There’s a scene in AJ Schnack and David Wilson’s “We Always Lie to Strangers” that’s likely deserving of its own article, so incredible and likely incredibly difficult to pull off technically in order for its subject to speak freely. It takes place in a car where Branson mayor RaeAnne Presley is discussing her family history and recalling the passage of her father. A public figure and full of Southern pride, she’s reticent to let her guard down during much of the film despite having plenty of screen time. Yet because there’s somehow a camera placed on the outside of her car somehow peering into the windshield while she’s making her daily rounds, there’s a kind of candor onscreen that seems remarkably rare.
Such moments aren’t rare, however, in “We Always Lie to Strangers,” which feels like the film Schnack and his loyal collaborators have been building towards for years. Although his first film “Gigantic” could coast on countless anecdotes about They Might Be Giants from famous fans, it’s been obvious he’s wanted to be more formally daring each time out, deconstructing the legend of Kurt Cobain to let him tell his story through audio recordings of the singer over images of the places that he’d been in “About a Son” and bringing together a group of filmmakers from various perspectives to find the reality in the staging of the Democratic National Convention in “Convention.” The films have long delivered in traditional ways, but in mixing a more experiential style in from the foundation of obviously deep interviews, the work has grown to feel more and more immersive.
As it turns out, the subject of Branson, the tiny town in Missouri that plays host to millions of tourists every year is a natural for such treatment, given that it’s a place of tradition that increasingly finding modernity leaking in. Shot over two-and-a-half years, “We Always Lie to Strangers” is less of a history of the place than a rich snapshot of potentially changing times, with Priuses spotted in places where few cars even go and an economy based on stage shows increasingly stocked with performers whose sexual preference may not jive with the audiences’ values. These tensions become a focus of the film, but not until after Schnack and Wilson has profiled four of the main acts on the city’s glittery strip – the Magnificent Variety Show, Presleys’ Country Jubilee, the Lennon Family, and Showstoppers, all of which provide wholesome family entertainment for crowds that thirst for yesteryear.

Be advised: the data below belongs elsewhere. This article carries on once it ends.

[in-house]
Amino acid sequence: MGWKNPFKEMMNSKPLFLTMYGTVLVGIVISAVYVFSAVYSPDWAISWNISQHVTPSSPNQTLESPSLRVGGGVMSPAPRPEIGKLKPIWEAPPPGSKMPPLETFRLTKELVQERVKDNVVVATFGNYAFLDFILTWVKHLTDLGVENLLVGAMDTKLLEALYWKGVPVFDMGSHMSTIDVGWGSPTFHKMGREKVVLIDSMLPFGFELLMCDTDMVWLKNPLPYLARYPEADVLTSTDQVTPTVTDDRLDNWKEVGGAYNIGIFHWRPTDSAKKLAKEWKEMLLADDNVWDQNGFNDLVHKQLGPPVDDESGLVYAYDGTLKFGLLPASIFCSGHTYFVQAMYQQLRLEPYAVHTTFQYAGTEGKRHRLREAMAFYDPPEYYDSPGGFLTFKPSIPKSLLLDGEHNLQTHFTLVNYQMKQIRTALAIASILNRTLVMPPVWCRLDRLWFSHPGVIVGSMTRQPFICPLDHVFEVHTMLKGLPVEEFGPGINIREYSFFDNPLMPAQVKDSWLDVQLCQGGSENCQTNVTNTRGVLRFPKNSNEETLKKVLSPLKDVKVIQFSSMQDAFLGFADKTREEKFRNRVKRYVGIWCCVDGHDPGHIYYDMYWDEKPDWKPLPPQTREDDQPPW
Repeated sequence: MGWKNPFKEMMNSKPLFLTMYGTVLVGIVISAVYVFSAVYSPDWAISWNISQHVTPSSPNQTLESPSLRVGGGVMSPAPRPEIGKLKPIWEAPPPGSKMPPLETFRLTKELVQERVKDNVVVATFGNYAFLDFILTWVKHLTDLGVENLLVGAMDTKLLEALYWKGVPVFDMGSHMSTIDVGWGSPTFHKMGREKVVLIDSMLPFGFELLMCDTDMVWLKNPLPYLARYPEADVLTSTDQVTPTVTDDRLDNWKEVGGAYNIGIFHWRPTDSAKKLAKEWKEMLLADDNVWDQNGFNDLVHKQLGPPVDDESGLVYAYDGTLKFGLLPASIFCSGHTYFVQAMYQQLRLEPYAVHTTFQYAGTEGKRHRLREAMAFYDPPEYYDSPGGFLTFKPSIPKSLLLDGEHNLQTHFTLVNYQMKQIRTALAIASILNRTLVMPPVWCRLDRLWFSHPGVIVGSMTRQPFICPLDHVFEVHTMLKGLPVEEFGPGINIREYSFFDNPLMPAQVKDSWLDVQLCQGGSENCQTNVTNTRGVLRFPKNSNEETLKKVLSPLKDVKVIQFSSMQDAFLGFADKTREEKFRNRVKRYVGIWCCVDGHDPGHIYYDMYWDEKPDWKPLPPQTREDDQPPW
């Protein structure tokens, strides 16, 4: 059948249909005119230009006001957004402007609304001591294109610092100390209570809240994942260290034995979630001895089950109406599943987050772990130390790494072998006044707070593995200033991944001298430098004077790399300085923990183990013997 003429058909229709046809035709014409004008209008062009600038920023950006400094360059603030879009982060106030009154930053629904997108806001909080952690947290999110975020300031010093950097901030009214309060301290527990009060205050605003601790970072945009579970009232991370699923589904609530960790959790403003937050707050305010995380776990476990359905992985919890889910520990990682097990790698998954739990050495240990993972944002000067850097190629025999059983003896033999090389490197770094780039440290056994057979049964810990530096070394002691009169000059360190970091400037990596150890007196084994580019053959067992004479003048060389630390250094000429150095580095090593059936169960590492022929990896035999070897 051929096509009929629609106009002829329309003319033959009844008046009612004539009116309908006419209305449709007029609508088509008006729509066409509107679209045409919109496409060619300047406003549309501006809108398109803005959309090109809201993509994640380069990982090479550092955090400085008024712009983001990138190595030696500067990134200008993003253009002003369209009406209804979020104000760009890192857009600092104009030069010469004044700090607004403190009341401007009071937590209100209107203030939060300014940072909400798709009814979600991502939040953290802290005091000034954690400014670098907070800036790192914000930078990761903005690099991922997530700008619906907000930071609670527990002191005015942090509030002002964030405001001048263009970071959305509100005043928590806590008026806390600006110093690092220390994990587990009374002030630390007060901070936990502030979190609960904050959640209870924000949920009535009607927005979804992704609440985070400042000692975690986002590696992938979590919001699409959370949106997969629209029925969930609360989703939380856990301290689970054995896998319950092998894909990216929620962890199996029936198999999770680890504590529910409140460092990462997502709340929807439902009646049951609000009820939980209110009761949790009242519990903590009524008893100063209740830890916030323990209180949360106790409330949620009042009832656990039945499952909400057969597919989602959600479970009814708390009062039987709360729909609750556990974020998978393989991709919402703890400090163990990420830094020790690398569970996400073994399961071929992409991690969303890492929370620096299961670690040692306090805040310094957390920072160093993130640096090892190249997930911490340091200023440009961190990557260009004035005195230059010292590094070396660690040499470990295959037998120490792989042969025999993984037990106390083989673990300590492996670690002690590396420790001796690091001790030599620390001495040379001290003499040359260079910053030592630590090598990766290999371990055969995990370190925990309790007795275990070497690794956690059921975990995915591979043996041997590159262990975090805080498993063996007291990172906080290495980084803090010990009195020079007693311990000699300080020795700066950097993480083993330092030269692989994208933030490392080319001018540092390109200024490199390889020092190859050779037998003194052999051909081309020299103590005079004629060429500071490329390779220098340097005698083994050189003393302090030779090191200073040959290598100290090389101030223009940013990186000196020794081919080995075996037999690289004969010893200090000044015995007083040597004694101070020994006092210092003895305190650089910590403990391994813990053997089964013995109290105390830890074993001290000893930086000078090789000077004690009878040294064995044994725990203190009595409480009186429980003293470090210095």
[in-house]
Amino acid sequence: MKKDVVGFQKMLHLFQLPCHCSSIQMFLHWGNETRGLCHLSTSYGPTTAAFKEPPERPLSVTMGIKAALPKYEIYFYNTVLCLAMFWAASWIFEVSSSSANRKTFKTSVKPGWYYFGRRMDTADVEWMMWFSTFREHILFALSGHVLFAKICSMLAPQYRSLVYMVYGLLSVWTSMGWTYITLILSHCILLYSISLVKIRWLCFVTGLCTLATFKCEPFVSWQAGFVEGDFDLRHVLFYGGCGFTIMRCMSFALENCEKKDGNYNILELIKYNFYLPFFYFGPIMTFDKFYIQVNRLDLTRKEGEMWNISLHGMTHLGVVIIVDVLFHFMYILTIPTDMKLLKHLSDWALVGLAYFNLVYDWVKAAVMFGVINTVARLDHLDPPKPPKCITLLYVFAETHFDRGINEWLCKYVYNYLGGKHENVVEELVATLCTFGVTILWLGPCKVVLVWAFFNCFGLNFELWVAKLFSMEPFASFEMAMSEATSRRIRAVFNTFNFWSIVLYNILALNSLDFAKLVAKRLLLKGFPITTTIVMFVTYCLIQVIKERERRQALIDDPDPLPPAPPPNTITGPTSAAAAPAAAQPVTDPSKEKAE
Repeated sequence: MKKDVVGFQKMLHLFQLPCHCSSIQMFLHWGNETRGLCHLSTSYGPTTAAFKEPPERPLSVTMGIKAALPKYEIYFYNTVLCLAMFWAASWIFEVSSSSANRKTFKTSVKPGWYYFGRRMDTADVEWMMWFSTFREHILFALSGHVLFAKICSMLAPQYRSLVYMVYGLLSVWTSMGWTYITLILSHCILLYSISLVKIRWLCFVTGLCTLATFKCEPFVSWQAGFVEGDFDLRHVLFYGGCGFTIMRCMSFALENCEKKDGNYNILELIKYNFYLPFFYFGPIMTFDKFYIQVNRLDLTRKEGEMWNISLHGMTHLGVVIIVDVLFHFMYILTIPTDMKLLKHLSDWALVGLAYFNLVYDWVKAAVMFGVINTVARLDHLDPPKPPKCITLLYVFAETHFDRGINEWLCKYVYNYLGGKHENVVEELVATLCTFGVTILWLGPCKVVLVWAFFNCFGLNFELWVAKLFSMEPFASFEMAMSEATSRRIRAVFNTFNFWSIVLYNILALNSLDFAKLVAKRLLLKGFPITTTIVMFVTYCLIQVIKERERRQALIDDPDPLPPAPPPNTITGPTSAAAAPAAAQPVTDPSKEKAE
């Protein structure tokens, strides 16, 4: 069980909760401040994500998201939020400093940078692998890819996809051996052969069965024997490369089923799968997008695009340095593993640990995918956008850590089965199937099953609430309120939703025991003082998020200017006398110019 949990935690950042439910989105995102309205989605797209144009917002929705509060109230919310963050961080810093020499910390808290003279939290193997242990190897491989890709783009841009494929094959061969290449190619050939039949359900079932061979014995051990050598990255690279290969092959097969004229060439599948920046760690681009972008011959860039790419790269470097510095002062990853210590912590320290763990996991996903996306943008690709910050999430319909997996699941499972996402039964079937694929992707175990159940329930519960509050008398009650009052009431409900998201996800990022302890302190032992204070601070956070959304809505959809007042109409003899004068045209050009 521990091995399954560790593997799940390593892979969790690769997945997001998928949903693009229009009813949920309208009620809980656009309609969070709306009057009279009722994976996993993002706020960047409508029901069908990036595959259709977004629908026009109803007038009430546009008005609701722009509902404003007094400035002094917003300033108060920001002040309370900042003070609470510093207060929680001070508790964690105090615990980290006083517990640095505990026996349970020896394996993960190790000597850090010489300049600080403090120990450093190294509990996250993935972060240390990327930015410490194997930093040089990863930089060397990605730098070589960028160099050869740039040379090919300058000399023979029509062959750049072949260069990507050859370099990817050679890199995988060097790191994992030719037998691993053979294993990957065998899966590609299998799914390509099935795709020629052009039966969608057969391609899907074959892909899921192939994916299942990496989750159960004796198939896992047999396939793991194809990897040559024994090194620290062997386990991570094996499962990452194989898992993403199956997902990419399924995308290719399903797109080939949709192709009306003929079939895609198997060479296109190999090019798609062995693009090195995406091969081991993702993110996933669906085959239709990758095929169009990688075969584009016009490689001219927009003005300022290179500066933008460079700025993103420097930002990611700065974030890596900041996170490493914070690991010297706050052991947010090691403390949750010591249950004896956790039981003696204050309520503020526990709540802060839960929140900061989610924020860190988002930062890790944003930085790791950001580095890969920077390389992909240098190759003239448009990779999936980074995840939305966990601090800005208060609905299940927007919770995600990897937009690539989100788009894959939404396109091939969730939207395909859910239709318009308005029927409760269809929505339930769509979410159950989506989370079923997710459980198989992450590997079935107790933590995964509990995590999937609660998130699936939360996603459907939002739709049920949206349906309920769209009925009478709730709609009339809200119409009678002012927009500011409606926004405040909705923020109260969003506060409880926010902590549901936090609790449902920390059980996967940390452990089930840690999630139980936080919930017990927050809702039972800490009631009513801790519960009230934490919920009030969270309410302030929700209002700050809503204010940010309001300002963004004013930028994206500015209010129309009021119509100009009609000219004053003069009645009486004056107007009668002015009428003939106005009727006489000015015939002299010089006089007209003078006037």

While the more bold-faced Branson stars such as Yakov Schmirnoff and the late Andy Williams make cameos in the film as part of public appearances, those who live paycheck to paycheck on singing and dancing seven days a week take center stage quite literally. Not surprisingly, Schnack and Wilson find a grand assortment of big personalities with interesting lives, from Elisha, a triple threat who does costume changes in 30 seconds flat whose show is particularly threatened by a bad economy, to Chip, a gay dancer trying raise two boys in conservative country, to the entire Lennon clan, who were lured to Branson by Lawrence Welk’s son Larry and boast 133 first cousins, whose serve as an endless supply for their homespun revues. Even though none are shy, it’s amazing they all stand out since Schnack and Wilson blend the individual stories so harmoniously that there’s a real understanding of the whole community.
As a result, it’s well worth recognizing that the film captures a story than manufacture one, with the filmmakers’ patience rewarded with a climax at an air show where the fireworks in the sky don’t compare with the explosive happenings on the ground as medical emergencies ensue and frustration over Branson’s hard times come to a boil. Still, “We Always Lie to Strangers” is no downer, a movie as entertaining as the tireless performers it presents, healthily skeptical but not condescending and a simply a joy to watch while revealing a complicated reality about not just the “Bermuda Triangle” of Branson, as one resident puts it, but the nation that surrounds it.
“We Always Lie to Strangers” does not yet have U.S. distribution. It will play SXSW twice more on Tuesday, March 12th at 11:15 a.m. at the Violet Crown and Friday, March 15th at 2 p.m. at the Alamo Ritz.